We’ve had the same issue come up numerous times with various types of facilities, and our team agrees with your position. If someone insists that wireless is the only choice, then we require that we employ a very high-density (maximum capacity) and high-bandwidth equipment. We also provide the caveat the your mileage may vary and more costs will likely be incurred shortly after the facility is opened since it is so difficult to predict utilization patterns in a given facility. With regard to a health sciences facility, we would not employ a wireless-only network. We all know how scientists: medical staff/students/faculty, engineers, etc. can consume massive amounts of bandwidth for prolonged periods of time.

 

Mickey

*******************************************************************************

Michael R. Belote

Chief Technology Officer

Mercer University

1400 Coleman Avenue

Macon, GA 31207

O: 478-301-2850

M: 478-719-2955

http://IT.Mercer.edu

 

Richard,

 

We will be breaking ground on a new science building this year.  After working closely with the architects and faculty groups our design includes both wired and wireless capability as the wireless alone will not suffice for the video and collaborative work planned by the faculty.

 

Please contact me off-list if you’d like to know more about our thought process and planned design.

 

Gloria

 

=========================

Gloria M. Barlow

Chief Information Officer

Wilkes University

Phone   570 408 4440

 

Wilkes ITS will never ask for passwords or personal information in email.

                                               THINK BEFORE YOU CLICK!!

 

We have a number of construction projects underway and are going with high density wireless coverage as well as a significant number of wired ports.  Although many of our end users are telling us the wireless network is their network of preference, the need for wired connections doesn't really seam to be diminishing.  We may be connecting different kind devices to the wired network than we had previously.  The addition of new and different wired devices is outweighing the number of devices that have migrated to a primarily wireless connection.

Joe
______________________________________
Joseph Moreau
Chief Technology Officer
State University of New York at Oswego
509 Culkin Hall
7060 State Route 104
Oswego, NY  13126
joseph.moreau@oswego.edu
315-312-5500 office
315-806-2166 mobile
315-312-5799 fax
______________________________________


Hello, Rick:

 

I am in the process of designing such a building at this time. I agree with many of the other posters. It is simply impossible to do without wired connections at this time, given the bandwidth requirements of many of the video-based and image-driven applications within a health sciences institution. We have chosen to go with high density wireless for all the student areas and wireless and wired access for all faculty areas. In classrooms and other teaching spaces, the primarily teaching computer will be wired and the student access will be wireless.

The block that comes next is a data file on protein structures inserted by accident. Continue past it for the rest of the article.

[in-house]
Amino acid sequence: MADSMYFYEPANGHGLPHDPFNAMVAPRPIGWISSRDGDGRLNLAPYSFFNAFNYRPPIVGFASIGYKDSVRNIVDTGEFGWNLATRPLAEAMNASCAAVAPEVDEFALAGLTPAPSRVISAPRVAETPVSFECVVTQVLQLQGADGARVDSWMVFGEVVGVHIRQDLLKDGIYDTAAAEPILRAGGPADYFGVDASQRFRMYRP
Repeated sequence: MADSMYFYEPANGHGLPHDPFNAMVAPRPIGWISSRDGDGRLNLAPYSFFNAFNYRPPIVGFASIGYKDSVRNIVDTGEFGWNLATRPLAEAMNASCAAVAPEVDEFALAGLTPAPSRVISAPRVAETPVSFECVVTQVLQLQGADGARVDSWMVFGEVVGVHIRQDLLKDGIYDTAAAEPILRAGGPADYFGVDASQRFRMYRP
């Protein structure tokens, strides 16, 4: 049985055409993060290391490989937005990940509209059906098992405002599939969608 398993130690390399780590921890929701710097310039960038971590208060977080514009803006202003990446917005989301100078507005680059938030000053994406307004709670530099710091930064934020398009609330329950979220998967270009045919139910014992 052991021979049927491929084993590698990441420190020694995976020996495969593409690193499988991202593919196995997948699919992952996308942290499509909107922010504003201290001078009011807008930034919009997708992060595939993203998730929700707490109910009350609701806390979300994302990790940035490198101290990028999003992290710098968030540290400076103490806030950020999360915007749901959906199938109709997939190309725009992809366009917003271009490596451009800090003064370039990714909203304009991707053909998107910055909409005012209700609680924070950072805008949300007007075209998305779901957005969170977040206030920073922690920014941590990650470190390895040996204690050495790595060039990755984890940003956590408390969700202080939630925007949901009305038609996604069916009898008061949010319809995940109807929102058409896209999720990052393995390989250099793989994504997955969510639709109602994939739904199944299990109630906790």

Even so, in order to ensure that the security and VLAN architecture is done correctly, we are looking at a large number of ports. From our evaluation, the wireless capability is just not quite there yet.

 

Sincerely,

 

Terence Ma, PhD

Associate Dean of Academic Affairs and Information Services

Professor of Anatomy

California Northstate University College of Medicine

9700 West Taron Drive

Elk Grove, CA 95757

Ph: 916-686-7301

Fx: 916-686-7310

Terence.Ma@cnucom.org

 

 

 

Message from russ.leathe@gordon.edu

We just finished three floors of a new Science Center (Named after Ken Olsen, 80,000 square feet of Science!), and we installed both.

 

My reasoning include the following…

 

1.)    Students use wireless

2.)    Scientific equipment still ship “wired only”

3.)    Most Scientific Equipment require a static IP, and need to be accessed by the manufactures tech-support

4.)    Full-duplex vs. half-duplex

5.)    Multimedia, Video Conferencing, Digital Signage, VOIP, IPTV – definitely wired

6.)    Faculty are broadcasting and performing Lecture Capture

 

We need the speeds for wired and the students need the convenience of wireless.

 

I hope this is helpful,

 

Russ

Director Of Networking, Computer Services, and Security

Gordon College

russ@gordon.edu

 

 

 

A few years ago the institution I was at built a new science building. The building housed Biology, Math and Computer Science. Not knowing exactly which and how equipments were to be used, we decided to provide both wired and wireless through out the whole building. Each office had four Ethernet outlets per wall. Each classroom included at least two wireless AP and wired connections and power on the floor. The labs contained four Ethernet outlet and four power outlets per workstation plus multiple wireless AP God bless, Sam Young Chief Information Officer Point Loma Nazarene University Individualization ~ Achiever ~ Learner ~ Belief ~ Activator ________________________________
Thank you - have a great weekend! Marianne
I had the same question asked here for two new buildings this past year. I of course said no but I have heard of other schools getting similar questions form the architects and construction managers. Makes you wonder what magazines they are reading?